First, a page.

19) Pallari C.T. et al. (2021). Evidence of West Nile Virus seropositivity in wild birds on the island of Cyprus. Comparative immunology, microbiology and infectious diseases, 74, 101592.

20) Holicki C.M. et al. (2020). Pathogenicity of West Nile Virus Lineage 1 to German Poultry. Vaccines 8, 507.

21) Islam A. et al. (2020). Serological Evidence of West Nile Virus in Wild Birds in Bangladesh. Vet. Sci. 2020, 7, 164.

22) Ain-Najwaa M.Y. et al. (2020). Evidence of West Nile virus infection in migratory and resident wild birds in west coast of peninsular Malaysia. One Health 10, 100134.

23) Kim C-Y. et al. (2016). First detection of West Nile virus in domestic pigeon in Korea. J Vet Sci, 17(4), 587-589.

24) Pastiu A. et al. (2016). Wild Birds in Romania Are More Exposed to West Nile Virus Than to Newcastle Disease Virus. Vector-Borne and Zoonotic Diseases, 16(3), 176-180.

25) Hammouda A. et al. (2015). Exposure of resident sparrows to West Nile virus evidenced in South Tunisia. Epidemiol. Infect., 143, 3546–3549.

26) Chaintoutis S. et al. (2014). Evaluation of a West Nile virus surveillance and early warning system in Greece, based on domestic pigeons. Comparative Immunology, Microbiology and Infectious Diseases 37, 131– 141.

27) Chaskopoulou A. et al. (2013). Detection and Early Warning of West Nile Virus Circulation in Central Macedonia, Greece, Using Sentinel Chickens and Mosquitoes. Vector Borne Zoonotic Dis. 13(10):723-32.

28) Ziegler et al. (2013). Pathogenesis of West Nile virus lineage 1 and 2 in experimentally infected large falcons. Veterinary microbiology, 161(3-4), 263-273.

29) Sotelo E. et al. (2011). Pathogenicity of two recent Western Mediterranean West Nile virus isolates in a wild bird species indigenous to Southern Europe: the red-legged partridge. Veterinary Research 42:11.


30) Raleigh P. et al. (2012). Surveillance for antibodies to West Nile virus in Ireland. Veterinary Record 170: 180.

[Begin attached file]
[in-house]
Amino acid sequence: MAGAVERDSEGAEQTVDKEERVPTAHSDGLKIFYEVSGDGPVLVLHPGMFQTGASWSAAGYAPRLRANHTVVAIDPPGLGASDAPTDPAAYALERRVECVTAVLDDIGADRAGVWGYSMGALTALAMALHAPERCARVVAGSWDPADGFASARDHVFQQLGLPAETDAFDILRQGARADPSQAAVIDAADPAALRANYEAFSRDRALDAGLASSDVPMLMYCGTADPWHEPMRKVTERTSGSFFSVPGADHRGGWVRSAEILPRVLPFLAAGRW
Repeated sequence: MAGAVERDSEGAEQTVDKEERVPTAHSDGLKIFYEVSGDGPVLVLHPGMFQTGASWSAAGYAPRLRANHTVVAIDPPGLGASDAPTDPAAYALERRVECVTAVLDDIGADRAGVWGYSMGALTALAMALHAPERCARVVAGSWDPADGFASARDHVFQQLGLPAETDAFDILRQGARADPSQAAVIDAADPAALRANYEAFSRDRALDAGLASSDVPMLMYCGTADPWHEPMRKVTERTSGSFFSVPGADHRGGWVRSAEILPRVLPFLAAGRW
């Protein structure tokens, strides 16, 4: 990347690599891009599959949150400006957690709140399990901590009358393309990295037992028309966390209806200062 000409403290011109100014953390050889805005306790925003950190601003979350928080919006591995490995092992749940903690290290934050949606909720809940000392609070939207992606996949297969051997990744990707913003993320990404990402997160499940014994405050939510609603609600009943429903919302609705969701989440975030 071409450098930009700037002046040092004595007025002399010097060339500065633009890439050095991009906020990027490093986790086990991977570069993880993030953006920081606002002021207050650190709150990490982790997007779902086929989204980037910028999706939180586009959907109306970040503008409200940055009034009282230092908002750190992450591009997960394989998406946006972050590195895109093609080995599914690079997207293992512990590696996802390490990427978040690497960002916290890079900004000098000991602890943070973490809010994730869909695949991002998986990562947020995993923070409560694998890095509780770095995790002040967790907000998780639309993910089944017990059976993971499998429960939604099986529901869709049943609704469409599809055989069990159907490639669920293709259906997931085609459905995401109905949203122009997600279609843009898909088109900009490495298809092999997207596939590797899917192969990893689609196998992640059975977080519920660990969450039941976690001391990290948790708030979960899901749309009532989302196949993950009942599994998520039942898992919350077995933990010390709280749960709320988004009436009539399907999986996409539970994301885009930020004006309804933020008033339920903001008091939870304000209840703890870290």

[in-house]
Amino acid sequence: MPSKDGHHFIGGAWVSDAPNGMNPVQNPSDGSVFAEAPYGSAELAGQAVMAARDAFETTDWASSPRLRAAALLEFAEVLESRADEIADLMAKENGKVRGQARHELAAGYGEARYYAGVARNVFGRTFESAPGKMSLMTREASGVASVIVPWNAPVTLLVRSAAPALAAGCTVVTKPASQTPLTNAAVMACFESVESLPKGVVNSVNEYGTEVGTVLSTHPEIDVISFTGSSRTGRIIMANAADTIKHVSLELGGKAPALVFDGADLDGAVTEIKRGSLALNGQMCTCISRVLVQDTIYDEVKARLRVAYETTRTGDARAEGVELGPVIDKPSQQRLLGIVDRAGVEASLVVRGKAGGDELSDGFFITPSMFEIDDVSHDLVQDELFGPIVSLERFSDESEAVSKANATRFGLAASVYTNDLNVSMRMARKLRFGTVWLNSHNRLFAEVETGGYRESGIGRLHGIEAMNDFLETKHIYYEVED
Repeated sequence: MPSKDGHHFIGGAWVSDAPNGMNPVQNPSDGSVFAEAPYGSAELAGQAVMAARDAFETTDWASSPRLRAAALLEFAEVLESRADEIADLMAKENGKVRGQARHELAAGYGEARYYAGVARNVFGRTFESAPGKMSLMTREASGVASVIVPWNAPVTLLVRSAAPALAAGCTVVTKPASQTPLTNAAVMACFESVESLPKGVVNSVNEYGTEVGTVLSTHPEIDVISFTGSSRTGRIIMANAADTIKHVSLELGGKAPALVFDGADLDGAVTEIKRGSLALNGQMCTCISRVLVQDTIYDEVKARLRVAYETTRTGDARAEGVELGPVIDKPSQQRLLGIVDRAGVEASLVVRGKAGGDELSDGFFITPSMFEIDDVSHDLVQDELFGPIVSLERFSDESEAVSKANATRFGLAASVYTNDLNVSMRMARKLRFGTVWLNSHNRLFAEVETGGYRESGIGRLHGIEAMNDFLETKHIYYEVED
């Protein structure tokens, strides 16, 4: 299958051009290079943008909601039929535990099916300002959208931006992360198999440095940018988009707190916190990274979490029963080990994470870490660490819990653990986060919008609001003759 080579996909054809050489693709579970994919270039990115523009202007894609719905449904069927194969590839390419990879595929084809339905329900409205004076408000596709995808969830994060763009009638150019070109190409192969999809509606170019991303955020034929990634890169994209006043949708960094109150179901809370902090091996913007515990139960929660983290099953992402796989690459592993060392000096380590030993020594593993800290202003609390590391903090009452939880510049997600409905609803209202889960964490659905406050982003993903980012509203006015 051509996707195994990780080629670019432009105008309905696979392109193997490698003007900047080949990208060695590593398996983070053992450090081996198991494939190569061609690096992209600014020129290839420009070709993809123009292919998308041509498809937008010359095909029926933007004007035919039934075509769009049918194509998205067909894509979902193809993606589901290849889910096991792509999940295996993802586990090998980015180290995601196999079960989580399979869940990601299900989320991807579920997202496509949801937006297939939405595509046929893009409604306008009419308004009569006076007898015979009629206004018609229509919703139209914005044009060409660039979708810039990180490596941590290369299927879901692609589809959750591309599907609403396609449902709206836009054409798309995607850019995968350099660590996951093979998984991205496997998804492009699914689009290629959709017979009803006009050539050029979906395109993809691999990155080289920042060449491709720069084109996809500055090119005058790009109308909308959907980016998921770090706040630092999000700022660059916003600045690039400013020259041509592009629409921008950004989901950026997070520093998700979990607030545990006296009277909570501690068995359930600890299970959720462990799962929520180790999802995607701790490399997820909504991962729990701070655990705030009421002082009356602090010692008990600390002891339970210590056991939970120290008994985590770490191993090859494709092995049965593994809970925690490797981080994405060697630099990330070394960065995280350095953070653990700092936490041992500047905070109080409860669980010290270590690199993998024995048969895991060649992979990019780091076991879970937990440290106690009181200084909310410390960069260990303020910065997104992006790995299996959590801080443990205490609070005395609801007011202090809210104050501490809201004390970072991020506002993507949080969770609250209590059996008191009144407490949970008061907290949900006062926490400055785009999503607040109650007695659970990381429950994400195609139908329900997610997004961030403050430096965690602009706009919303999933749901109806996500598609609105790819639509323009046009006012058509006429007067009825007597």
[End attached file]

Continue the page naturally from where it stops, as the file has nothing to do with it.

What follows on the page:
31) Molini U. et al. (2023). Low Seroprevalence of WNV in Namibian Dogs Suggests a Limited Effectiveness as Sentinels for Infection Monitoring. Tropical Medicine and Infectious Disease, 8(4), 203.

32) Cosseddu G.M. et al. (2021). Sero-surveillance of emerging viral diseases in camels and cattle in Nouakchott, Mauritania: an abattoir study. Tropical Animal Health and Production, 53(2), 1-6.

33) Mohammed M.N. et al. (2021). Serological evidence of West Nile viral infection in archived swine serum samples from Peninsular Malaysia. J Vet Sci.22(3):e29.

34) Pham-Thanh L. et al. (2021). Dogs as Sentinels for Flavivirus Exposure in Urban, Peri-Urban and Rural Hanoi, Vietnam. Viruses 13, 507.

35) Ain-Najwa M.Y. et al. (2020). Exposure to Zoonotic West Nile Virus in Long-Tailed Macaques and Bats in Peninsular Malaysia. Animals 2020, 10, 2367.

36) Dinç E. et al. (2020). Serological Investigation of West Nile Virus (WNV) Infection in Cats and Dogs. ARRB, 35(1): 65-71.

37) Selim A. et al. (2020). The first detection of anti-West Nile virus antibody in domestic ruminants in Egypt. Tropical Animal Health and Production, 52(6), 3147-3151.

38) Montagnaro S. et al. (2019). Serological evidence of mosquito-borne flaviviruses circulation in hunting dogs in Campania Region, Italy. Vector-Borne and Zoonotic Diseases, 19(2), 142-147.

39) Vitaskova E. et al. (2019). Serologic Survey of Selected Viral Pathogens in Free-Ranging Eurasian Brown Bears (Ursus arctos arctos) from Slovakia. Journal of wildlife diseases, 55(2), 499-503.

40) Hassine, T.B. et al. (2017). Emerging vector-borne diseases in dromedaries in Tunisia: West Nile, Blue Tongue, Epizootic Haemorrhagic disease and Rift Valley fever. Onderstepoort Journal of Veterinary Research 84(1), a1316.

41) Pâslaru A. et al. (2016). West Nile Virus Serosurveillance in Wild Boars from the East of Romania. Bull. UASVM Vet. Med, 73, 144-148.

42) Lan D. et al.(2011). Serological evidence of West Nile virus in dogs and cats in China. Arch Virol 156:893-895.


43) Tinto B. et al. (2022). Screening of circulation of Usutu and West Nile Viruses: A one health approach in humans, domestic animals and mosquitoes in Burkina Faso, West Africa. Microorganisms, 10(10), 2016.

44) Constant O. et al. (2022). One Health surveillance of West Nile and Usutu viruses: A repeated cross-sectional study exploring seroprevalence and endemicity in Southern France, 2016 to 2020. Eurosurveillance, 27(25), 2200068.